There is a significant strain on students, staff, and faculty struggling to catch up after repeated illnesses. Students fade away from university life or disappear altogether or make difficult decisions to put themselves or their loved ones at risk to stay in class. As more people develop medical conditions due to COVID, the number of students dropping out will increase.

University leadership must take notice. The precautionary principle and steps to prevent infection should be put in place across Canada. Public health guidelines emphasize the need for a layered approach that includes vaccinations, masking, regular testing, and improved air quality in advance of – not just in response to – peaks in transmission.

Universities can help reduce the toll of the emerging wave by requiring masking on campuses now, when it will have a greater effect. Importantly, research indicates that two-way masking offers better protection than one-way masking. Also, high quality (N-95 masks) should be made readily available and mask-required room options during exams should be offered.

Individually or collectively, people can advocate for mask requirements in the spaces they frequent, in their own classes and at the events they attend and organize on campus. Events with meals can be moved outdoors as weather permits. Disability justice advocacy should be supported as it expands to include infection-mitigation measures. A meaningful application of equity principles means making shared spaces accessible for all and prioritizing those who are excluded.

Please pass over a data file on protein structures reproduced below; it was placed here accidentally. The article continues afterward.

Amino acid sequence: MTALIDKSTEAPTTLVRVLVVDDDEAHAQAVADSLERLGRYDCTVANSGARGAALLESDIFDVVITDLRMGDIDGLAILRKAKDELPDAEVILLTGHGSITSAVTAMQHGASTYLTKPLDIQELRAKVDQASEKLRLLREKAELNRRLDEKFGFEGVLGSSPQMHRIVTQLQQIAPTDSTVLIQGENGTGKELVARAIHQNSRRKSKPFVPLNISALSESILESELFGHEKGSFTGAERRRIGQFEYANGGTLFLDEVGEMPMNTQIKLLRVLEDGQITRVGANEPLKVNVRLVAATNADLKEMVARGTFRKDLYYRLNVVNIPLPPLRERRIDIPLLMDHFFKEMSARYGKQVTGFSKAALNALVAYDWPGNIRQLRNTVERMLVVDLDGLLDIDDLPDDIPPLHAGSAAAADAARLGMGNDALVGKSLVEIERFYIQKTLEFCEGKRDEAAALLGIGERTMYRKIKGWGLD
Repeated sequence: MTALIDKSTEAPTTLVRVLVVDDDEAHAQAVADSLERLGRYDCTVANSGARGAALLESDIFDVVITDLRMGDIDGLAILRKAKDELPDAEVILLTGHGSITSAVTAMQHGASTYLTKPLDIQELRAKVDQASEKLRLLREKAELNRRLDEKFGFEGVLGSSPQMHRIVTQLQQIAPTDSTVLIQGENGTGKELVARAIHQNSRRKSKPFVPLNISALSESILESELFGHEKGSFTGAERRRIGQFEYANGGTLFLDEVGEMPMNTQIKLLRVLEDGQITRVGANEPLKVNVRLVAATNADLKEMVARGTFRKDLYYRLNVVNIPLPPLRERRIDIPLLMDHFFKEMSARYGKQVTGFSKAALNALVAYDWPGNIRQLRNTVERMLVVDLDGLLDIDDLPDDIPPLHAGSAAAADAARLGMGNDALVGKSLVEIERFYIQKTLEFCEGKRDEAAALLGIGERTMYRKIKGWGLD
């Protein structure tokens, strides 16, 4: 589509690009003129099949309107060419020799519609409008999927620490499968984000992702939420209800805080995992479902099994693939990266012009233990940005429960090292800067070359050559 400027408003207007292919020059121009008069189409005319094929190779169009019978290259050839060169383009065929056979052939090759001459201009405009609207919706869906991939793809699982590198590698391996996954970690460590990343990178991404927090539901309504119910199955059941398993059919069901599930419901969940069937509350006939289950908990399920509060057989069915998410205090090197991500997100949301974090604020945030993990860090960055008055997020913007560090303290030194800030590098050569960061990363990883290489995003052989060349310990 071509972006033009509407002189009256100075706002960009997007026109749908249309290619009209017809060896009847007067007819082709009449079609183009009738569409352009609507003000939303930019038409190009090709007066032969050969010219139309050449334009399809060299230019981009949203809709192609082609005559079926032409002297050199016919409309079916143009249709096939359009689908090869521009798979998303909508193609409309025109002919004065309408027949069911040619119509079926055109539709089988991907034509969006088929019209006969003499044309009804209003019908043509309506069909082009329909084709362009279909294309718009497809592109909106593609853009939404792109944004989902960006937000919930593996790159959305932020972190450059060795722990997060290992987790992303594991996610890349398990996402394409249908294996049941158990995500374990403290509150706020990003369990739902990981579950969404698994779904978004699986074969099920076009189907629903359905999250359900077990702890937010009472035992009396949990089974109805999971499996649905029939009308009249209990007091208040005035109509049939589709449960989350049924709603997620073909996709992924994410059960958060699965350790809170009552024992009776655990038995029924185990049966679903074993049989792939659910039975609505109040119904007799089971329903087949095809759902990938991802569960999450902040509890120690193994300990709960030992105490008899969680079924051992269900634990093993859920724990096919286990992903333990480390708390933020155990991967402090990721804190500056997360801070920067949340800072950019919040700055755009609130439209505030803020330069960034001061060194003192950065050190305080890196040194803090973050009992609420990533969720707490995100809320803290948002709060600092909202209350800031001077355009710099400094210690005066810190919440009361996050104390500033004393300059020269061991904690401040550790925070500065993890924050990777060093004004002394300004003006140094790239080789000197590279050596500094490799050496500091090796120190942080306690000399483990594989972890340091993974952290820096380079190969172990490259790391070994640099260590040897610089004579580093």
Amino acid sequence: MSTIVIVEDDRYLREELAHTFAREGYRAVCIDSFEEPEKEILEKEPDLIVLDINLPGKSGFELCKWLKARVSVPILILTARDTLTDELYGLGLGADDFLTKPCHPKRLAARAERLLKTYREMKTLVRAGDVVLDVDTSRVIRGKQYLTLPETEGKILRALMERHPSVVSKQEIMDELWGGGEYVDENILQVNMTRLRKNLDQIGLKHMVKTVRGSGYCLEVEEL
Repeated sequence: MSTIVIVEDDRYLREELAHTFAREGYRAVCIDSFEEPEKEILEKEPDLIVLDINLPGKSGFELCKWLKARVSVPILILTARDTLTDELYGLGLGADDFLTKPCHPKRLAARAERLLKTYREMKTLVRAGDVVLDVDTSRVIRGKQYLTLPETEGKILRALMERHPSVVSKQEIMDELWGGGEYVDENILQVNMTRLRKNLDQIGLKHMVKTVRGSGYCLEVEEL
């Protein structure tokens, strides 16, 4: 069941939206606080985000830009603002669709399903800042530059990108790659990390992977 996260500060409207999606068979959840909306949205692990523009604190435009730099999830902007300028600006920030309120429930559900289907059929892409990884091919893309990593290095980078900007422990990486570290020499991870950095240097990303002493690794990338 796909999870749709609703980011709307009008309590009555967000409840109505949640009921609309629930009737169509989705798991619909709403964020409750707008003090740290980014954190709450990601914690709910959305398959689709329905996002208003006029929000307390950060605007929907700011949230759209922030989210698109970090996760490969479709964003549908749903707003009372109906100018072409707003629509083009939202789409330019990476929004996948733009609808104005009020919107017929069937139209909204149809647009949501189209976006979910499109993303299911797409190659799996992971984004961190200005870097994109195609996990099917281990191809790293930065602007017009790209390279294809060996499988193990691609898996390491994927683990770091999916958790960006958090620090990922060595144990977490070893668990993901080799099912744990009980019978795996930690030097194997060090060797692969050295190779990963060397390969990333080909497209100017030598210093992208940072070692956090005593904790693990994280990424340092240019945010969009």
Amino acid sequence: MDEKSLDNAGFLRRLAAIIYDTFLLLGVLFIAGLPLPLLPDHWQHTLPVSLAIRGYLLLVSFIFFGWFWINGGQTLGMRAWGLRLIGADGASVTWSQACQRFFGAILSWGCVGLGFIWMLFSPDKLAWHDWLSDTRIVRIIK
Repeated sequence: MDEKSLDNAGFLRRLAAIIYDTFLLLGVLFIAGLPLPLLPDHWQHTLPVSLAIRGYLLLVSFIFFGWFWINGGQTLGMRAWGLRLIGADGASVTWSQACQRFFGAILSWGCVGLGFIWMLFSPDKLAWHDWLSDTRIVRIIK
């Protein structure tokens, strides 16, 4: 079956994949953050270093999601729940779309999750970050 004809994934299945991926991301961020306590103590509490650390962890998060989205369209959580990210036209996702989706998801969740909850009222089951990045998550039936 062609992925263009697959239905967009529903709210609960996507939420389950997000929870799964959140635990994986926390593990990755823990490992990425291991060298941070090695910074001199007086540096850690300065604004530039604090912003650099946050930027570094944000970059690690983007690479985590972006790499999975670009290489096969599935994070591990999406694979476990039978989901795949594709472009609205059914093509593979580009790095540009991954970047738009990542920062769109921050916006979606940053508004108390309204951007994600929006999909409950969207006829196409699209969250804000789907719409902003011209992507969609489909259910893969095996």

But masking need not just be either mandated or ignored. If a mask requirement is not possible, spaces or events can be deemed “majority masked,” with an expectation that everyone will wear a mask unless they have a reason not to.

“Considerate masking” could become the norm – the principle that, when one person in the room is masked, others automatically mask as a courtesy. This takes the onus off the original masker to always ask others. Those in leadership roles (professors or meeting chairs) should take the lead.

A multi-layered approach to preventing COVID-19 requires improved mechanical ventilation and HEPA filtration. Experts are calling for a clean air revolution, akin to the 19th century clean water revolution that overhauled sewage systems to prevent diseases like cholera.